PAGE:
A man seated on a Luggie scooter, travelling towards the camera along a path beside a body of water

Still mobile with a Luggie scooter

by Editorial Team

The Luggie scooter is helping people stay mobile, even during this period of pandemic lockdowns.

Dr John Thearle has spent decades teaching and practising medicine. He’s also a polio survivor from the 1940s. As is true for many, late effects of Polio (LEOP) have made it difficult for him to get about. But John is turning to new technologies to help solve the problem, technologies he says have given him his life back: exploring and enjoying Brisbane, going to the cinema and cafes, and even considering interstate travel once the spectre of Covid-19 has faded.

John and his wife Marylou have had their fair share of adventures. Four years after graduating, John got a post as a ship’s surgeon and sailed to Europe. He met Marylou, a nurse from Brisbane, while working in his Paediatric speciality. They were both part of close-knit and vibrant communities of ex-pats and doctors in Bath, Bristol and Edinburgh.

A man wearing glasses, a short-sleeve button-up shirt, and shorts, seated on a Luggie scooter with a water garden visible in the background.
The Luggie scooter has opened up options for local adventures for John and Marylou. Credit: Scooters Australia

Fifty years and a lifetime of providing healthcare later, the couple are well-equipped to understand the scope and implications of the current Covid-19 pandemic. Being part of a high-risk group has given them some pause for thought, but they have by no means stayed shut up inside. The duck ponds and university grounds of St Lucia, Brisbane are regular destinations, offering sunny and idyllic alternatives to the computer screens many of us have been stuck with.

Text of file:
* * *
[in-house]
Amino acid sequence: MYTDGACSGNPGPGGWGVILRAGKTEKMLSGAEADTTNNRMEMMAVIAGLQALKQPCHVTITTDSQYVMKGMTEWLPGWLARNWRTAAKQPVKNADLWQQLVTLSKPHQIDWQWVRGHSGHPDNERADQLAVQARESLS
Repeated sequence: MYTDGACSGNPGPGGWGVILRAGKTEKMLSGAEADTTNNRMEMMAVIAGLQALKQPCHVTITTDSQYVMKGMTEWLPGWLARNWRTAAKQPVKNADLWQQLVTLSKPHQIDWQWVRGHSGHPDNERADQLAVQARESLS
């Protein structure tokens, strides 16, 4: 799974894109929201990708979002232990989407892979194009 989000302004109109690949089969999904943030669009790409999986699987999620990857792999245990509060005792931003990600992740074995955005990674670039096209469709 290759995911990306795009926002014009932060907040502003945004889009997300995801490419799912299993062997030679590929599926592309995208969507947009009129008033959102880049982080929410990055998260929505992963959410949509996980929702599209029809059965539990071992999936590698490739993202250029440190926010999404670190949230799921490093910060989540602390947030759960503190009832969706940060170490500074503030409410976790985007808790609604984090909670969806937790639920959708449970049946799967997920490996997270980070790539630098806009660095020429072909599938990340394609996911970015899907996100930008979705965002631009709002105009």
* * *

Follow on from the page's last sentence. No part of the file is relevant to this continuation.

But until Christmas Eve of last year, outdoor expeditions weren’t really a possibility for John. He was using a walking stick and a wheelie-walker to help him move, which only partially alleviated his problems. He could manage short trips from the car to a shopping centre, but not much more.

Tipped off by a patient of Marylou, now practising as a Podiatrist, the couple visited a mobility scooter store in Chermside. They left bearing a curious little machine, a Luggie Scooter. Its small and manoeuvrable frame was perfect for John. He could make it to nearby parks on his own steam or he could transport it in the boot of his Camry to go further afield. Air travel was now even a possibility. Covid-19 poured cold water over the couple’s plans to visit their daughter in Sydney, but they are confident that they’ll make it there soon, and who knows where after that. 

Kavita Shetty, who sold the Luggie scooter to John and Marylou, says that their story is becoming increasingly common.

“More than anything else, people want to stay mobile. They hear about the Luggie scooter and it changes their life,” she said.

“Fingers crossed the world opens back up soon, and we can all return to exploring and enjoying the outdoors, including John and Marylou.”

For more information on the Luggie Scooter visit www.scootersaus.com.au or phone 1300 622 633.

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